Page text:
She’s trying to grow a mental health group to meet the need where she feels the county is severely lacking. She’d also like to pass a housing ordinance and environmental court where negligent landlords and homeowners could be assessed fines for not keeping their properties up to code. Other long-term goals include opening an employee health clinic and offering more services to help people who cannot afford a primary care doctor or day-to-day health care. Despite all she is doing now, however, she still goes out to do housing and indoor air inspections.
“I like to get out and stay active in the field,” Betsy says. “It gives me perspective on what my employees are doing on a daily basis, and it helps me maintain my sanity.”
She says the only places she doesn’t like to inspect are restaurants.
“Some of my people love doing food inspections, but I don’t,” she says. “When I became director, I said I wouldn’t do them, except for schools. I love my cafeteria ladies.”
Betsy is also the public health preparedness coordinator for the county, a position she inherited when Ruth Freese retired.
“Betsy constantly emphasizes the importance of teamwork,” Freese says. “She does excellent work on all the county, district and state teams she works on. The teams she built for both testing and vaccinating during COVID had to be set up and maintained rapidly, and she did an excellent job. She is a flat-out good person. She cares for all the people she works with and the health of all the communities in Johnson County.”
COVID comings and goings
Betsy was already busy before COVID-19 struck, but the pandemic changed everything. When the virus was discovered in other countries, the local emergency planning committee, of which she is a member, started to wonder if it would become an issue in Johnson County. When she told them it wasn’t a matter of if but when, her colleagues thought she was being pessimistic.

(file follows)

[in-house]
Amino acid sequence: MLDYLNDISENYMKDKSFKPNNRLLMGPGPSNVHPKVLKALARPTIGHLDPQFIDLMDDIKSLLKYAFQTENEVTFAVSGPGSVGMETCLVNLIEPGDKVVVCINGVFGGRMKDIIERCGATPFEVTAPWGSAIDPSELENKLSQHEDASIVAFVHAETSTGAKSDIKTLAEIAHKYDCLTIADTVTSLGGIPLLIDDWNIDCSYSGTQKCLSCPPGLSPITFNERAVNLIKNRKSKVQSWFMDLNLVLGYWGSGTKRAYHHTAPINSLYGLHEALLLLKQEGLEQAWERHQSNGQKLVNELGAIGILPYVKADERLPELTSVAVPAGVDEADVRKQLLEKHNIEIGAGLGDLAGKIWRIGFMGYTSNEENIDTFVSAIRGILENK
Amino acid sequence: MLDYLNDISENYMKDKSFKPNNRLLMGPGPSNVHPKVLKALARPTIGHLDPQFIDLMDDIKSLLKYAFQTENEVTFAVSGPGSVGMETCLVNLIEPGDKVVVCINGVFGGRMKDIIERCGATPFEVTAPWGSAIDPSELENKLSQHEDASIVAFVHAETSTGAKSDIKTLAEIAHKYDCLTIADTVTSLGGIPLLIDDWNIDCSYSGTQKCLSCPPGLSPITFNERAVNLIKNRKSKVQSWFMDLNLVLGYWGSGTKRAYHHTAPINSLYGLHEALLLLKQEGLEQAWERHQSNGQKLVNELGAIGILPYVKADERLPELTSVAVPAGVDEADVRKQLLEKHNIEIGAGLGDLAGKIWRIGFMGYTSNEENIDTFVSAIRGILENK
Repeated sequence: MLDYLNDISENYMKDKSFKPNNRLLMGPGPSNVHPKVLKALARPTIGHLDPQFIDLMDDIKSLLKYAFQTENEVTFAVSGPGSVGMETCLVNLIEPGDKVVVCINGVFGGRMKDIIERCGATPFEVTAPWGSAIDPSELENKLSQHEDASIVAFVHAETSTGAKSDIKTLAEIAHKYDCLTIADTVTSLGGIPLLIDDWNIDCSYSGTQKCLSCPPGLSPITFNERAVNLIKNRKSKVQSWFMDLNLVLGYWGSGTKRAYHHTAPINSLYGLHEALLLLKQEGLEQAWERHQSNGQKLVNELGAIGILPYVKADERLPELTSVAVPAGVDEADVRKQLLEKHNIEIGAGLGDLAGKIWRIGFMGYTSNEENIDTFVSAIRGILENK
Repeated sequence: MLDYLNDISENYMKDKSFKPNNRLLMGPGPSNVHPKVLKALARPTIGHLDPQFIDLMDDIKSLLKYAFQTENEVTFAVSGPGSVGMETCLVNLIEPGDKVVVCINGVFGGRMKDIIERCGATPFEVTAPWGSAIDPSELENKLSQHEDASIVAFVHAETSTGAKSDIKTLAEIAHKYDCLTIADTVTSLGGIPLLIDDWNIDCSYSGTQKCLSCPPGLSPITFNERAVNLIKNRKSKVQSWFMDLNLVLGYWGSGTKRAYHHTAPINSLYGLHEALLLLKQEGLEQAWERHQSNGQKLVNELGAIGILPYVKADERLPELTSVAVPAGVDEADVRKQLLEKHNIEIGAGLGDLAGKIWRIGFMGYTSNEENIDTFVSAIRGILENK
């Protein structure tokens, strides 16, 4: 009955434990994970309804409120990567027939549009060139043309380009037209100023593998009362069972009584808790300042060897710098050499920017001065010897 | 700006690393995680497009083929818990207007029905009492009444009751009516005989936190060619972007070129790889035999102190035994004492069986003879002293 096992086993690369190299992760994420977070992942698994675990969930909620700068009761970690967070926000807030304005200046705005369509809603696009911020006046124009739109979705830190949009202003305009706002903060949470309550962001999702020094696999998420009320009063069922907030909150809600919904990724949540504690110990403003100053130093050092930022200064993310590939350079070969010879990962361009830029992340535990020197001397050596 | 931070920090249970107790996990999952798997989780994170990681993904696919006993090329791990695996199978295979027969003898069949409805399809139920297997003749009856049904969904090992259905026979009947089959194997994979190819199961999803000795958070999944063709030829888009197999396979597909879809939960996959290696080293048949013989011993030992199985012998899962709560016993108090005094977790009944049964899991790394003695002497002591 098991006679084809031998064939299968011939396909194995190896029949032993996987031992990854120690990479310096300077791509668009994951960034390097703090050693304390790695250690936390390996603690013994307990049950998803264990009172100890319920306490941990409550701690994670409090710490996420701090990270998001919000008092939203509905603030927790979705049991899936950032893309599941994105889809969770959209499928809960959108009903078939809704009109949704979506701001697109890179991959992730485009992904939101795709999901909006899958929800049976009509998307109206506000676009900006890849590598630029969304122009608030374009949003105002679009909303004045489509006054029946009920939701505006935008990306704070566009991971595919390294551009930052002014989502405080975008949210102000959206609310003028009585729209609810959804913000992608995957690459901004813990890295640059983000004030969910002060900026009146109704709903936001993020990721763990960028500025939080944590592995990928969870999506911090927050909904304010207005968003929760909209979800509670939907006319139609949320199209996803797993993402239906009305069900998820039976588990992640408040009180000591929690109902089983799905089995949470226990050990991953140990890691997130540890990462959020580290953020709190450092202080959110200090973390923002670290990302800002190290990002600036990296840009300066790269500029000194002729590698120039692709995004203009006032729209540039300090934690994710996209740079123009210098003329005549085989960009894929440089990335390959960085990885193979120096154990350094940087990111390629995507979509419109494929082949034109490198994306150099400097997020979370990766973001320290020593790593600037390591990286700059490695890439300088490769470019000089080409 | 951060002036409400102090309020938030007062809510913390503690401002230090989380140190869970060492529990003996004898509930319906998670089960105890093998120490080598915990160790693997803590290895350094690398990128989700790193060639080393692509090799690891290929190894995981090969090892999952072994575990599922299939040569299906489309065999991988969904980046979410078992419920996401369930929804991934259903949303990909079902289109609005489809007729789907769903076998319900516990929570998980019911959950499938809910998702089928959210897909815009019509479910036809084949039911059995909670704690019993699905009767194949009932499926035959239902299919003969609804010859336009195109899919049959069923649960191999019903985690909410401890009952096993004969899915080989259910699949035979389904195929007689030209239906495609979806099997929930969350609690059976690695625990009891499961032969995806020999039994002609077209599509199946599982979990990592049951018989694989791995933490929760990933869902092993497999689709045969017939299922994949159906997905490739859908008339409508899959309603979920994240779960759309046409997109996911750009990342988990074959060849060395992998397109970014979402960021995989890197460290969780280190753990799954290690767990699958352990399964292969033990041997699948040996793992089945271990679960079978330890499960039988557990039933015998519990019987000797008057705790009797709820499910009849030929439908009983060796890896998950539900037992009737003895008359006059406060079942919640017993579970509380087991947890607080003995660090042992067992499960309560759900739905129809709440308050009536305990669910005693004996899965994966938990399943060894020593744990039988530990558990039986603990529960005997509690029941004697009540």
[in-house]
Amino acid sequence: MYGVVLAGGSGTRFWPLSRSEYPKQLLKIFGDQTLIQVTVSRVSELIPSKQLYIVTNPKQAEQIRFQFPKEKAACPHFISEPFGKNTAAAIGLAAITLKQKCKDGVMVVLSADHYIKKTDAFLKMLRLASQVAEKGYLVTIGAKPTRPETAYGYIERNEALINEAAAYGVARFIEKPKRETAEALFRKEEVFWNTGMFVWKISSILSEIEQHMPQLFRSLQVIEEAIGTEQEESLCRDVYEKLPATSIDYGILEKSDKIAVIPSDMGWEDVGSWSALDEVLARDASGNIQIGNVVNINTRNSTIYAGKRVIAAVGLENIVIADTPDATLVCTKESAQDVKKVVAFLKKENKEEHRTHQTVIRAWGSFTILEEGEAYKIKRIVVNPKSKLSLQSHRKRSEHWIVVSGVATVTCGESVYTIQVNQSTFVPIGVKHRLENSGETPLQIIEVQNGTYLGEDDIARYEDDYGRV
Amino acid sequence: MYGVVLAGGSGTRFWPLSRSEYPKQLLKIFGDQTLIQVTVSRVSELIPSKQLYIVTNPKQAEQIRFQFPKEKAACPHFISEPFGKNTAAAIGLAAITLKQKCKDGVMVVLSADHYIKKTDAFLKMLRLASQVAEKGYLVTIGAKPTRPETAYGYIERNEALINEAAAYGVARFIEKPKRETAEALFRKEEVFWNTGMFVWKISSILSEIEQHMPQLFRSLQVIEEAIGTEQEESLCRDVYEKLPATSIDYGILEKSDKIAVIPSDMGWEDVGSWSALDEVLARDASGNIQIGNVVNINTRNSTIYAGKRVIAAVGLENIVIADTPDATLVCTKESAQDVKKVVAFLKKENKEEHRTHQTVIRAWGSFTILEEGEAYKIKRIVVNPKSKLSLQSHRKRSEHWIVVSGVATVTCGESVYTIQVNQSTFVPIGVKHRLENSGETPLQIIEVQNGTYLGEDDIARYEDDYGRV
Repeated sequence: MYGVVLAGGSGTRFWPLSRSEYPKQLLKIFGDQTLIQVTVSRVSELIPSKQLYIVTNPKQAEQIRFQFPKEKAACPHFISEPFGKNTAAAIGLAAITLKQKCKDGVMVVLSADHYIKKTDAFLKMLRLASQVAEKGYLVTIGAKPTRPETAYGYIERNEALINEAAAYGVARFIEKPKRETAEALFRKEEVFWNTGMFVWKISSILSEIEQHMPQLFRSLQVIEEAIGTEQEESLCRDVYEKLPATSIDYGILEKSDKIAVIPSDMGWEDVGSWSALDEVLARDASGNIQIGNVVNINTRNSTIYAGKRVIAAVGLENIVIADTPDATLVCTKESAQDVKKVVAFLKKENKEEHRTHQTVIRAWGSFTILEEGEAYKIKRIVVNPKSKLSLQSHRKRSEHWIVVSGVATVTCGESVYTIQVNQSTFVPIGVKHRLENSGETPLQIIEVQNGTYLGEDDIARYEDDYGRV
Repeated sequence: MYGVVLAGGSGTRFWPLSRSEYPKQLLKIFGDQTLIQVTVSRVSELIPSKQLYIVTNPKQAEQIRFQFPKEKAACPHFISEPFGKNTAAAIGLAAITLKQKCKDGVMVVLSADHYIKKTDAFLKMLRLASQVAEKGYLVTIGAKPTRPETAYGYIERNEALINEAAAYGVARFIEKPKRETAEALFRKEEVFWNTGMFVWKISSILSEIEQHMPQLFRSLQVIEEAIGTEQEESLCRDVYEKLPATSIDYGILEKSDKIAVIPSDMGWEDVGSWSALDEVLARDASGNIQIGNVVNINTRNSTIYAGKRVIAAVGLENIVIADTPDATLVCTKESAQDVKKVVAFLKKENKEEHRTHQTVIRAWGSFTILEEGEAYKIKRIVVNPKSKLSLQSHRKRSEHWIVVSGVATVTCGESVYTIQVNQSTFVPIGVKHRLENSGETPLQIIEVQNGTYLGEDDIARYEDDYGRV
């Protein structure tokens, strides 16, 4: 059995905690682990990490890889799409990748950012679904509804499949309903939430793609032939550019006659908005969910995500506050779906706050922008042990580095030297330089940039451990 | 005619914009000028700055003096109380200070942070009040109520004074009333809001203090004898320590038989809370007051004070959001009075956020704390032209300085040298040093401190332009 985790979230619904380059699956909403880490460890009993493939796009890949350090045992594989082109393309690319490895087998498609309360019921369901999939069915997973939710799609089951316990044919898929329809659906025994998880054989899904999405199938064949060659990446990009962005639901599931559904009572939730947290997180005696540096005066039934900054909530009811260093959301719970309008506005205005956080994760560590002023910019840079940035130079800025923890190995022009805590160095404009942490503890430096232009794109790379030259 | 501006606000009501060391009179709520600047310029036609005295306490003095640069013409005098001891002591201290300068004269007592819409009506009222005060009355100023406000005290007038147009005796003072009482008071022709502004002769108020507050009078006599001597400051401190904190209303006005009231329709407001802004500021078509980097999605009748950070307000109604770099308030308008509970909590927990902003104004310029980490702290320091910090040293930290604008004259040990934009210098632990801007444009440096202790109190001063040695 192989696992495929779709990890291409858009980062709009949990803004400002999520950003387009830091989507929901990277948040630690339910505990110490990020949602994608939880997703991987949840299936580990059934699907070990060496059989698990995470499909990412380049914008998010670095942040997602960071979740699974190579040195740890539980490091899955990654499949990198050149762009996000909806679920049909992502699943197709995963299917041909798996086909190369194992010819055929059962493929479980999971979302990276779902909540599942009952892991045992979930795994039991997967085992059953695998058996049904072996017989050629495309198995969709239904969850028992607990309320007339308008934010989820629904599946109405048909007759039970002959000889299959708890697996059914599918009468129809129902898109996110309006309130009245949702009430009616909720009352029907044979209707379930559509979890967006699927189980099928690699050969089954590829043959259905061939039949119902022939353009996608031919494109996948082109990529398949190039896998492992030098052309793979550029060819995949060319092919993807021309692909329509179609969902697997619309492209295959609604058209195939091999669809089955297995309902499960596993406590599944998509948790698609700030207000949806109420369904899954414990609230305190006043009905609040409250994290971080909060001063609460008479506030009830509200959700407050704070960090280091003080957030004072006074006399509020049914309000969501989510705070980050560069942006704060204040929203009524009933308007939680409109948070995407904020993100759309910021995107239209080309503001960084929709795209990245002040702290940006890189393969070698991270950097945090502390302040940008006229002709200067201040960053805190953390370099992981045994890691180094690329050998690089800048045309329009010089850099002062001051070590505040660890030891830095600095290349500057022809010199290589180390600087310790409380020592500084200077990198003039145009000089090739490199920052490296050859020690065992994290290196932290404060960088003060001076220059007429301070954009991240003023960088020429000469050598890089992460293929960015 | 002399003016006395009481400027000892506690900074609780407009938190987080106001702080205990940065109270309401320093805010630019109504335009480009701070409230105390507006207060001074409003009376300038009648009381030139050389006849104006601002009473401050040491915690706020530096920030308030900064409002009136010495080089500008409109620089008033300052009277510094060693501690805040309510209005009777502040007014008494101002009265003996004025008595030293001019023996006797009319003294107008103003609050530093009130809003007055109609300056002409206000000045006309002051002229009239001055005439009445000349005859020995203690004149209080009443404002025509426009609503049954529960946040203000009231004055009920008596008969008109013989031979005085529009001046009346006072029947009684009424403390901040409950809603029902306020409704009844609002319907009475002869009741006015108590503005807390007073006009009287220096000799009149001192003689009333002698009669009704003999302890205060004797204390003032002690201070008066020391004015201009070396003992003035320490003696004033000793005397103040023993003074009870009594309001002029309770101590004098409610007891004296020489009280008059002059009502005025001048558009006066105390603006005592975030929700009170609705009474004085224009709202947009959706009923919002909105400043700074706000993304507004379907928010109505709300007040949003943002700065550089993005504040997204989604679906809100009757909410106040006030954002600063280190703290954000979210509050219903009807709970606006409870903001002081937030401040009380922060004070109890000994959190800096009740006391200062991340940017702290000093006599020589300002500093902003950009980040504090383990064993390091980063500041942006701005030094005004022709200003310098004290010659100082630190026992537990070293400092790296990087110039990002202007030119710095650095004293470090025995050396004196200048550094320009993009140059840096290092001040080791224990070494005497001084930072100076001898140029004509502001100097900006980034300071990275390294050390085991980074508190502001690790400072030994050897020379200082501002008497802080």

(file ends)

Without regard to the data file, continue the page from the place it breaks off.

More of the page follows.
Then in January 2020 her youngest daughter landed in the hospital with a virus that couldn’t be identified.
“She wasn’t diagnosed with COVID because the testing wasn’t available then, but I wonder if it wasn’t an early case,” Betsy says.
The first diagnosed cases the department saw were a family, and one of them became the first death in Johnson County. Those cases crossed county lines and expanded exponentially from there.
“One death became 10, and 10 became 30, and then it was 20 in one day,” she says. “All we did every day was talk about COVID, learn about COVID, reach out to people who had COVID and try to quarantine those who had possibly been exposed to COVID in hopes that we could contain its spread.”
Betsy became an incident commander for the Johnson County Incident Management Team, a conglomeration of organizations in the county that had a vested interest in solving the problem: the fire department and EMTs, hospitals, politicians, mental health experts, police and the sheriff’s department. The team met biweekly to figure out how to get control of the situation. To this end they established protocols for the safety of first responders and for the response to anything COVID-related in the county.
“We educated ourselves and intertwined ourselves with other agencies in other counties so that we could be a united front to try to contain the spread,” she says. “That task force — that group of people working together — played a major role in keeping Johnson County as healthy as we could.”
When the whole world went into shutdown mode, the health department still came to work every day.
Scary, with some silver linings